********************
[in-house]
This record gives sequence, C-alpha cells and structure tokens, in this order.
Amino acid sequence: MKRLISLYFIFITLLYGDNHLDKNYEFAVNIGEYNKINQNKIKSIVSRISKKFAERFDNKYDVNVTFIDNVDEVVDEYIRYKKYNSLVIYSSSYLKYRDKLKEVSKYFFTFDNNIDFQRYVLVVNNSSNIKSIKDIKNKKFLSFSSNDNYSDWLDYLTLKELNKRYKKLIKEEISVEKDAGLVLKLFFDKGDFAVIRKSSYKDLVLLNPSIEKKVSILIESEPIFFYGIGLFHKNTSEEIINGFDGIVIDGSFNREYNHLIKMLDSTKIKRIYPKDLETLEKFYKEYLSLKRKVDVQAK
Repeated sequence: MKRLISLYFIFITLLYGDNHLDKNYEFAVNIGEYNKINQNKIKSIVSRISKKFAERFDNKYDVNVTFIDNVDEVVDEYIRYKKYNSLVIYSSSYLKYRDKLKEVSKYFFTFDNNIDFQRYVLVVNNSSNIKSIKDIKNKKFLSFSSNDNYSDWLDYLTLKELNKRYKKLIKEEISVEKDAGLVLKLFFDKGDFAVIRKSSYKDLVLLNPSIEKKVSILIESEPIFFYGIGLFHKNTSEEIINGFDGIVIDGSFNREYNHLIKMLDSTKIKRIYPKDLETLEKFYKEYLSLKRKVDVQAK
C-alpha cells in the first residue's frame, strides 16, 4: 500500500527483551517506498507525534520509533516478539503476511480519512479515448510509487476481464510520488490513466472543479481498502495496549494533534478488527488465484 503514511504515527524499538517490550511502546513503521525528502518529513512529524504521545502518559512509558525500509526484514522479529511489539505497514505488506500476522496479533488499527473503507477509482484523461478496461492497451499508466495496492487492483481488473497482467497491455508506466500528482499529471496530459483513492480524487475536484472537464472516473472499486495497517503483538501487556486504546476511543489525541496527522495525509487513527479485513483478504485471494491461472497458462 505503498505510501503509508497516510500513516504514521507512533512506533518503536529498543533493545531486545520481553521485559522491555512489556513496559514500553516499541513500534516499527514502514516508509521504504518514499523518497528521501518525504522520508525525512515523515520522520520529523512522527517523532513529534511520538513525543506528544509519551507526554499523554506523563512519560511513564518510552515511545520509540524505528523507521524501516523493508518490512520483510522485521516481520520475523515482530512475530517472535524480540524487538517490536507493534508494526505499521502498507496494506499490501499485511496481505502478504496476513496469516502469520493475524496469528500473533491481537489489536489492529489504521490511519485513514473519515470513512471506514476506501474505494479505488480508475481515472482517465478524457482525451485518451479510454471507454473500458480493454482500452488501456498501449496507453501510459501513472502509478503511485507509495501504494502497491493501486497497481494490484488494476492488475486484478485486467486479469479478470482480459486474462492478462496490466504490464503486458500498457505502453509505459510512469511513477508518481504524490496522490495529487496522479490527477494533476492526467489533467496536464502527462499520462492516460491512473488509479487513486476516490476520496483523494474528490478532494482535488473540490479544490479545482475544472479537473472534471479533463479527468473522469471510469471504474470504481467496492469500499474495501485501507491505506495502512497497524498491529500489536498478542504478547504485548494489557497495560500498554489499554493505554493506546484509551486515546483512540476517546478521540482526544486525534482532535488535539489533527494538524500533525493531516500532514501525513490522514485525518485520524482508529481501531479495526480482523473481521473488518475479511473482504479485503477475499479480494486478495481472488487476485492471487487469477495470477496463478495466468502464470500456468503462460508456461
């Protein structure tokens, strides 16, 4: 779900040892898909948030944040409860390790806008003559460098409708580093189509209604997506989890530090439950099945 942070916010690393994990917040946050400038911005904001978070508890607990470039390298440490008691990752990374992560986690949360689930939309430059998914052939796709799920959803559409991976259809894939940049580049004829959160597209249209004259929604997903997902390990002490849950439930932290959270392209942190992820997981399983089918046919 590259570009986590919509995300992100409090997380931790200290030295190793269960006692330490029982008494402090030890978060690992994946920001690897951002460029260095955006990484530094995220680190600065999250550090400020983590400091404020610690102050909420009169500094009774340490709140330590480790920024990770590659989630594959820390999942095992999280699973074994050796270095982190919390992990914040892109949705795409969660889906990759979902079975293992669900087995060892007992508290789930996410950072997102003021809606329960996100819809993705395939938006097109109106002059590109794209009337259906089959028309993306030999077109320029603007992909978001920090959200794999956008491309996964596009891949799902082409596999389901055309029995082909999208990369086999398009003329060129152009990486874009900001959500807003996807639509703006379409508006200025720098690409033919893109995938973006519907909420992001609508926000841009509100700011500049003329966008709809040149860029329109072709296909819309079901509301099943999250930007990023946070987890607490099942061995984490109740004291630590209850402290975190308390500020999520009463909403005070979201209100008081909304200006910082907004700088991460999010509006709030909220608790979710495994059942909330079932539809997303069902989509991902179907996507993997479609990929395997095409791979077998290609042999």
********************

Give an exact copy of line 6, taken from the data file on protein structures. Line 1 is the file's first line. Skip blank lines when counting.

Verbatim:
């Protein structure tokens, strides 16, 4: 779900040892898909948030944040409860390790806008003559460098409708580093189509209604997506989890530090439950099945 942070916010690393994990917040946050400038911005904001978070508890607990470039390298440490008691990752990374992560986690949360689930939309430059998914052939796709799920959803559409991976259809894939940049580049004829959160597209249209004259929604997903997902390990002490849950439930932290959270392209942190992820997981399983089918046919 590259570009986590919509995300992100409090997380931790200290030295190793269960006692330490029982008494402090030890978060690992994946920001690897951002460029260095955006990484530094995220680190600065999250550090400020983590400091404020610690102050909420009169500094009774340490709140330590480790920024990770590659989630594959820390999942095992999280699973074994050796270095982190919390992990914040892109949705795409969660889906990759979902079975293992669900087995060892007992508290789930996410950072997102003021809606329960996100819809993705395939938006097109109106002059590109794209009337259906089959028309993306030999077109320029603007992909978001920090959200794999956008491309996964596009891949799902082409596999389901055309029995082909999208990369086999398009003329060129152009990486874009900001959500807003996807639509703006379409508006200025720098690409033919893109995938973006519907909420992001609508926000841009509100700011500049003329966008709809040149860029329109072709296909819309079901509301099943999250930007990023946070987890607490099942061995984490109740004291630590209850402290975190308390500020999520009463909403005070979201209100008081909304200006910082907004700088991460999010509006709030909220608790979710495994059942909330079932539809997303069902989509991902179907996507993997479609990929395997095409791979077998290609042999």